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'People are paying illegal top ups on rent supplement to live in a garage'

Threshold says a small adjustment in Rent Supplement payments of between €25 and €50 euro a week can keep families in their homes and prevent homelessness.

Image: handing over cash via Shutterstock

THE RENT SUPPLEMENT scheme is not fit for purpose and has resulted in more families becoming homeless.

That’s according to Threshold which says payments need to be brought into line with real market rents.

The national housing charity has launched its pre-Budget advisory on the scheme.

Chief Executive of Threshold, Bob Jordan, said: “Rent Supplement tenants must battle against discrimination, as many landlords tend to favour working tenants. And now, due to spiralling rents, many are struggling to hold on their homes.

Sky-rocketing rents in the capital and other large urban centres have put Rent Supplement tenants at increased risk of homelessness.

“Market rents now far surpass the maximum limits for Rent Supplement…this makes it extremely difficult for Rent Supplement claimants to secure adequate accommodation and to remain in areas where they have settled. It has also resulted in increased levels of homelessness.”

Focus Ireland has echoed these concerns citing that 10 children a week are becoming homeless – it said an ‘immediate increase’ was needed in rent supplement.

The Rent Supplement scheme was also brought up many times during TheJournal.ie’s series on the current homeless crisis.

Assistant CEO of COPE Galway, Martin O’Connor said, “The number of properties available has shrunk, rent has increased and then what’s available can be substandard.

Garage conversations are being done in Galway and people are currently paying up to and beyond the rent cap for a garage.

“As for the accommodation that’s good quality – the market rent is now gone well above the €475 rent cap for even a single room apartment and people can’t stretch to paying the top ups.”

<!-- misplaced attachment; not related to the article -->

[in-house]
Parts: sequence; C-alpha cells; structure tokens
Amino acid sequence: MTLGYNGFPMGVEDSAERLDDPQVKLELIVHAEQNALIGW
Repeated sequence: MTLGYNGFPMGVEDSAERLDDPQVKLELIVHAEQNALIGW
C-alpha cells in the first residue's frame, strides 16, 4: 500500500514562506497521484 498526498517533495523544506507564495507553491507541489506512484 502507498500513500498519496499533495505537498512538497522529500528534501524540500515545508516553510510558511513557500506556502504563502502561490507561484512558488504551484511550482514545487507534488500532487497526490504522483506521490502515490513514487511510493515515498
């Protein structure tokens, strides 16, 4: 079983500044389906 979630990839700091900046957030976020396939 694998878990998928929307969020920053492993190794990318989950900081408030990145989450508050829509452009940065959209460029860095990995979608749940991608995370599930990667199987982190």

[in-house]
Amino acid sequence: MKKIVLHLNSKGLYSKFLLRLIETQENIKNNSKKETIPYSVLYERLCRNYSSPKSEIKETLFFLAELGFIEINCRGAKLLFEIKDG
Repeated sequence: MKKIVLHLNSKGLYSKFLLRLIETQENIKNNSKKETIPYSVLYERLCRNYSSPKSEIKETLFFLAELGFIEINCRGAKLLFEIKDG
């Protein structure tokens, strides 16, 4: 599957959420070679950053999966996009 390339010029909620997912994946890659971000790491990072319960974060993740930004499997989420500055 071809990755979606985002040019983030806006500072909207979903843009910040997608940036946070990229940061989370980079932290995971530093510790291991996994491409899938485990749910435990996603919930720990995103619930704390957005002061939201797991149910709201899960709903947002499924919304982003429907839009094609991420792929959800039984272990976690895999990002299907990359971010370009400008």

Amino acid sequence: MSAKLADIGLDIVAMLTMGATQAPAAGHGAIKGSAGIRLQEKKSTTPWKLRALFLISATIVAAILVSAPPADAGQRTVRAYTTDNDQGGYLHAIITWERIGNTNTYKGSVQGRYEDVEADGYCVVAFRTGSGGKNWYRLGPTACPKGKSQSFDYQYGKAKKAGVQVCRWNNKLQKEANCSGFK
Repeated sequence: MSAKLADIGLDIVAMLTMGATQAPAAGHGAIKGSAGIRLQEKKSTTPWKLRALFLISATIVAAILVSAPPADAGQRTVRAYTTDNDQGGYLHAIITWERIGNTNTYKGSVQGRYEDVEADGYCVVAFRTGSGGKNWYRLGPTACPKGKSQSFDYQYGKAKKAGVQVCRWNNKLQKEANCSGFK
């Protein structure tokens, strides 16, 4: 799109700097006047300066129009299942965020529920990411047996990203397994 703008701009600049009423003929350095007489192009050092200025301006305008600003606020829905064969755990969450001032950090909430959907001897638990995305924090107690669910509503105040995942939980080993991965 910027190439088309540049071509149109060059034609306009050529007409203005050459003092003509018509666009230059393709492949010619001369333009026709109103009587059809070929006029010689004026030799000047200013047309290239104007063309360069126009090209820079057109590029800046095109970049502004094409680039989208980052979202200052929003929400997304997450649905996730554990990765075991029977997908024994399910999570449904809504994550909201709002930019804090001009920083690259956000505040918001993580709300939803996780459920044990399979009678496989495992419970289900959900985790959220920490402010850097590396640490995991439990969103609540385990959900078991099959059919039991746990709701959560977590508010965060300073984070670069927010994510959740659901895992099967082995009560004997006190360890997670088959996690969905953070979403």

Illegal ‘Top-Up’ Payments

Threshold says the practice of ‘topping up’ – where tenants in receipt of Rent Supplement pay an under-the-counter payment to their landlord in addition to the officially declared rent – is widespread.

In a recent survey carried out by the charity this June- it found that 44% of 133 clients surveyed were being forced to pay top-ups on their rent.

Chairperson of Threshold, Senator Aideen Hayden, said many people are left with no choice but to pay a top-up to their landlord.

All of those paying top-ups said it affected their spending in other areas, including food, heating and clothing, 34% of respondents who were paying a top-up said that it had resulted in them falling into rent arrears.

“Rents have now risen to such an extent that – for some people – even with top-up payments, their Rent Supplement payments are simply not high enough to allow them to remain in their homes.”

Recommendations 

Threshold is calling on the Government to include a range of measures in Budget 2015 to improve how the Rent Supplement scheme operates.

The charity’s recommendations include:

  • Increasing Rent Supplement limits to take account of the difficulties in high-demand areas.
  • Extending the flexibility for families in Dublin to single-person households and other urban centres, including Cork, Galway and Limerick.
  • Restoring the “face-to-face” aspect of the Rent Supplement application process and increasing flexibility for the Department of Social Protection to exercise discretion.
  • Ring-fencing any budgetary savings made under the Rent Supplement scheme to provide greater flexibility for households that face difficulties 
  • Expediting the introduction of the Housing Assistance Payment (HAP) for long-term recipients of Rent Supplement.
  • Prioritising social welfare appeals related to Rent Supplement and better utilising the local review process to avoid the necessity for appeals.
  • Introducing legislation outlawing discrimination against Rent Supplement tenants.

Bob Jordan said, “In areas where housing supply is limited, a small adjustment in Rent Supplement payments of between €25 and €50 euro a week can keep families in their homes and prevent homelessness.”

You can read Threshold’s Pre-Budget Advisory in full here:

http://www.threshold.ie/download/pdf/threshold_advisory_report_on_rent_supplement.pdf

Read: €500m needed to tackle homelessness as ‘ten children a week lose their home’>

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